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Non-Proliferation and Disarmament

Non-Proliferation and Disarmament

The core concerns around which the IISS was founded in 1958, nuclear non-proliferation and disarmament remain important more than 20 years after the Cold War's end. This programme also covers chemical and biological weapons, ballistic missiles and radiological terrorism.

Expert: Mark Fitzpatrick

Mark Fitzpatrick

Director, Non-Proliferation and Disarmament Programme

Politics and Strategy

A dozen ways the Iran deal promotes global disarmament and non-proliferation

The Iran nuclear deal agreed on 14 July is helpful to disarmament and to non-proliferation in twelve ways, explains Mark Fitzpatrick.

  • Events

    Press Launch - Strategic Survey 2015

    15 September 2015. 

    Press Launch
    Arundel House, London
    Tuesday 15 September 2015
    9:00-9:30am Breakfast Reception, 9:30-10:15am Launch

  • Expert Commentary

    Tehran Times: Iran nuclear deal can open dialogue on issues of common interest

    13 August 2015.  Interview with Mark Fitzpatrick, Director, Non-Proliferation and Disarmament Programme TEHRAN - Mark Fitzpatrick, director of the non-proliferation program at the International Institute for Strategic Studies (IISS), believes that the nuclear deal between Iran and the West can create new opportunities for holding talks on “many issues of common interest”.  “Clearing away the nuclear obstacles opens the possibilities for dialogue between Iran and Western nations on other areas of mutual interest that has not...

  • Politics and Strategy

    Mark Fitzpatrick: A dozen ways the Iran deal promotes global disarmament and non-proliferation

    11 August 2015.  The Iran nuclear deal agreed on 14 July is helpful to disarmament and to non-proliferation in twelve ways. 1. The Joint Comprehensive Plan of Action (JCPOA) shows the value of diplomacy. Three years ago, there was growing concern that Iran’s increasing nuclear capabilities would put it at the brink of quickly being able produce nuclear weapons. Some called Iran a ‘de facto’ weapons state. There was also real concern that military...

  • Expert Commentary

    Die Zeit: Das nukleare Tabu ist so wichtig wie nie

    11 August 2015.  By Theo Sommer Hiroshima und Nagasaki brachten Elend, aber auch Abschreckung. Heute hat Russland 7.500 Atomwaffen, die USA 7.200, Pakistan 120. Die Gefahr darf nicht vergessen werden. Die Welt hat in den vergangenen Tagen des Atombombenabwurfs auf Hiroshima und Nagasaki gedacht. Siebzig Jahre nach der Zerstörung der beiden japanischen Städte sind dabei immer wieder drei Fragen gestellt worden.  Read the full article at Die Zeit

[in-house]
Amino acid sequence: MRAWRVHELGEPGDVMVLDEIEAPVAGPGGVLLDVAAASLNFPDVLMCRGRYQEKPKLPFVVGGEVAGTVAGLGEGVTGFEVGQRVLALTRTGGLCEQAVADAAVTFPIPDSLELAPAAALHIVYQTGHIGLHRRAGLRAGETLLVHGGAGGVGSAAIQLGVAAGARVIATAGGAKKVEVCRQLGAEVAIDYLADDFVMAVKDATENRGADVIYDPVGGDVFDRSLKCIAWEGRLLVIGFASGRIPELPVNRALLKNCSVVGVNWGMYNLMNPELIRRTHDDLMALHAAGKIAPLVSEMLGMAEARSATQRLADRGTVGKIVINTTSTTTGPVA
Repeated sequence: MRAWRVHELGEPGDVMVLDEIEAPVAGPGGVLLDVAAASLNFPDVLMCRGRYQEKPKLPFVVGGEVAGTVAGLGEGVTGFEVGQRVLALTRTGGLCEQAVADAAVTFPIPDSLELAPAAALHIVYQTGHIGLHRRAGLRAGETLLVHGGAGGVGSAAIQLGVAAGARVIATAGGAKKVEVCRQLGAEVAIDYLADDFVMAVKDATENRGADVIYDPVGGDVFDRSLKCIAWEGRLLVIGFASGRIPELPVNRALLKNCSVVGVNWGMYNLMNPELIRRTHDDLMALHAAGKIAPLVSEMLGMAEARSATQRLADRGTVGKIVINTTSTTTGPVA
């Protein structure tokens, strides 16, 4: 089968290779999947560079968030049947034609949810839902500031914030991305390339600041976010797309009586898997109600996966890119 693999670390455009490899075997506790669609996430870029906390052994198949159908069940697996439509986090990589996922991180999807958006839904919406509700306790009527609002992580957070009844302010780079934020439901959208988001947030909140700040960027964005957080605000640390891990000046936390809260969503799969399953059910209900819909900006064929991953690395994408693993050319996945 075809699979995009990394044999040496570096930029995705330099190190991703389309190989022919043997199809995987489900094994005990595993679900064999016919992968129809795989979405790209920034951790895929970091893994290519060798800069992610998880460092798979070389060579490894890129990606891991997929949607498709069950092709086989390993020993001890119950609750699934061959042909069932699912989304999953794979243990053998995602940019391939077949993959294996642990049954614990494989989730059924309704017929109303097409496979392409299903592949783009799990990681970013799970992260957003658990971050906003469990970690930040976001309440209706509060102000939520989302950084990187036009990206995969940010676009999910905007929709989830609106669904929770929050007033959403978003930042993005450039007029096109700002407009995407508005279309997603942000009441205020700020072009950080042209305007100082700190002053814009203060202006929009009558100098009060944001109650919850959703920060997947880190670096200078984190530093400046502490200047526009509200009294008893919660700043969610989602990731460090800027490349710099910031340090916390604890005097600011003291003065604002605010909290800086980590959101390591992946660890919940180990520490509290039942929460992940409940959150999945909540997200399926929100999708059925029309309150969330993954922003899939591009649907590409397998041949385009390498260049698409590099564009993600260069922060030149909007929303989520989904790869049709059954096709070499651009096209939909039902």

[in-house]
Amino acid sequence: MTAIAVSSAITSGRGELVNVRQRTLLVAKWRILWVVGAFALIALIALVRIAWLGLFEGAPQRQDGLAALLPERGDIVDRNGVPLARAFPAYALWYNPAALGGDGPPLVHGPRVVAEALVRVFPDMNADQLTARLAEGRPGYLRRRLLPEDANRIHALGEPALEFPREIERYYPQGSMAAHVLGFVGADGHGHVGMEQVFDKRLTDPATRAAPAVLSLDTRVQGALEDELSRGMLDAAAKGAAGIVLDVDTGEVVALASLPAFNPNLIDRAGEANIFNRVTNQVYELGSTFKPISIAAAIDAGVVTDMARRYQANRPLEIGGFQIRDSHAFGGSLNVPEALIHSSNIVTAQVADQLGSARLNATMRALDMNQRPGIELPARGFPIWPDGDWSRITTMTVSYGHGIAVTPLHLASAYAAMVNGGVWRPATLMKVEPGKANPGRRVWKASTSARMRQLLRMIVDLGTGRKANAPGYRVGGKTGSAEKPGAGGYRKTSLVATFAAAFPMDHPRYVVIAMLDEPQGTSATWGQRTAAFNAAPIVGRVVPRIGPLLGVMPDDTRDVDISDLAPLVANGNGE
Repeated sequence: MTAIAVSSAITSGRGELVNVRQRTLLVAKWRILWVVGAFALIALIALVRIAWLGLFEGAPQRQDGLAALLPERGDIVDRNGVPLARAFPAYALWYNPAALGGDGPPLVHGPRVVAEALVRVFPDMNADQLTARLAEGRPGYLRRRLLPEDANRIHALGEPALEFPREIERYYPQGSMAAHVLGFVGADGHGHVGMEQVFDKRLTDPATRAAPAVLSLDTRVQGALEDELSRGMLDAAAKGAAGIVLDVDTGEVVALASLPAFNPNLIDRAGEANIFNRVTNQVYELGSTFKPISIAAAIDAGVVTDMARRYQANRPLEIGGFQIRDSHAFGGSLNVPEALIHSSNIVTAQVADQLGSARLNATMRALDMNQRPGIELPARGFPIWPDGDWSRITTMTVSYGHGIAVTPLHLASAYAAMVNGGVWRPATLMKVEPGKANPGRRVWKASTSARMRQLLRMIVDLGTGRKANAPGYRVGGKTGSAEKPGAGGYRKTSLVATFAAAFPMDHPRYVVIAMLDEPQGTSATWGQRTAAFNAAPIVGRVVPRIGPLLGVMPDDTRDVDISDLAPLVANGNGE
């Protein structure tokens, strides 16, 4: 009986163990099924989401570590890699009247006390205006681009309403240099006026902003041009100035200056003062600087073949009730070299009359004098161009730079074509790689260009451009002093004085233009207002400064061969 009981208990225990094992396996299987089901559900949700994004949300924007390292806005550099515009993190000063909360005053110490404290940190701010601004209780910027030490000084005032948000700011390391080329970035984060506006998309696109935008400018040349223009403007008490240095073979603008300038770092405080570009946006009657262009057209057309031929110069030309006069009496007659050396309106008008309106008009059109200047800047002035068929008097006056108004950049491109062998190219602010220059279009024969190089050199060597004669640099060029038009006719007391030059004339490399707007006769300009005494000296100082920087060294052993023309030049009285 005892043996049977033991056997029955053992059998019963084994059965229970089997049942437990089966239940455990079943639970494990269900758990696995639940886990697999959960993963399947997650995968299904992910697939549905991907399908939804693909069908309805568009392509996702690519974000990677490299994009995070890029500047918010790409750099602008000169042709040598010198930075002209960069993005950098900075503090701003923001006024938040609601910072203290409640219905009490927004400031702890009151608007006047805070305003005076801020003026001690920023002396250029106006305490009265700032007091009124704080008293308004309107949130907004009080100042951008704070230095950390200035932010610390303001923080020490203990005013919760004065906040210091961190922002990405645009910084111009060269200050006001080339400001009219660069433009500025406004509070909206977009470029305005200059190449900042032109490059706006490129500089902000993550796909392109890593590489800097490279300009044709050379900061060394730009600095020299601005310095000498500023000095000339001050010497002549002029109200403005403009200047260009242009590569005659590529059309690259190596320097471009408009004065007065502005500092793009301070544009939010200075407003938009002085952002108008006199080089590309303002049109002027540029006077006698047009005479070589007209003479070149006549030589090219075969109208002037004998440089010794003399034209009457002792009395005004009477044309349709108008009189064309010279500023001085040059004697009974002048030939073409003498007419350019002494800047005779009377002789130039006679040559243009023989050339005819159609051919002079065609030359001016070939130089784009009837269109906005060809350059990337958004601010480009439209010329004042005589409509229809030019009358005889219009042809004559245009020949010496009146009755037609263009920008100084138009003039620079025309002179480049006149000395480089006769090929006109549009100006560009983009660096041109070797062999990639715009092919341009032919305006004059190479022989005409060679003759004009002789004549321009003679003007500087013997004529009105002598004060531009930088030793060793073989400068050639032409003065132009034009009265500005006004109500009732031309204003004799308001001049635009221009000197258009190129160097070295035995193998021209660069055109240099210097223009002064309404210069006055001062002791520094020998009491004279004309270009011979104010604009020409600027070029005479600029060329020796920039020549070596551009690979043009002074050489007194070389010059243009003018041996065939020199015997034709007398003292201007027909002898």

• Politics and Strategy

    Matthew Harries: Hiroshima as Symbol

    06 August 2015.  It is 70 years to the day since the atomic bombing of Hiroshima, on 6 August 1945. Nagasaki was bombed three days later. The horrible and awesome destructive power of nuclear weapons, combined with the effects of radiation, makes their use, by any compassionate human being, close to unthinkable. But ever since their invention and first use against Japan, observers have also believed that the existence of nuclear weapons changes...

  • IISS Voices

    Paulina Izewicz: Examining the restrictions on Iran's missiles

    31 July 2015. 

  • Events

    After the Iran nuclear deal

    29 July 2015. 

    Webinar
    Mark Fitzpatrick, Director, Non-Proliferation and Disarmament Programme
    Emile Hokayem, Senior Fellow for Middle East Security
    Wednesday 29 July 2015, 12:30pm

  • Events

    UK-China Nuclear Security

    28 July 2015. 

    IISS-CIIS Workshop
    Arundel House, London
    28 July 2015

  • Politics and Strategy

    Mark Fitzpatrick: Iran deal leaves N. Korea alone in rogue states club

    23 July 2015.  North Korea’s rejection of an Iran-style nuclear deal, as conveyed by a Foreign Ministry spokesman on July 21, came as no surprise. The Democratic People’s Republic of Korea (DPRK) is different from Iran, he said, and its nuclear weapons programme 'is not up for bargain'. The differences are indeed vast. Whereas Iran’s official policy is to reject nuclear weapons as haram (forbidden), North Korea’s nuclear-armed status is enshrined in its constitution and...

  • Survival

    Saudi Arabia, Pakistan and the Nuclear Rumour Mill

    22 July 2015.  Saudi Arabia cannot get nuclear weapons off a Pakistani shelf.

NPT review: failure underlines challenges ahead

The recent deterioration in relations between Russia and the West was among a series of factors that had dampened hopes that the NPT RevCon could deliver meaningful progress on arms control.

Overcoming Pakistan's Nuclear Dangers

Pakistan’s nuclear arsenal – the fastest growing in the world – raises concerns on many grounds.

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EU Non-Proliferation and Disarmament Conference 2014 Highlights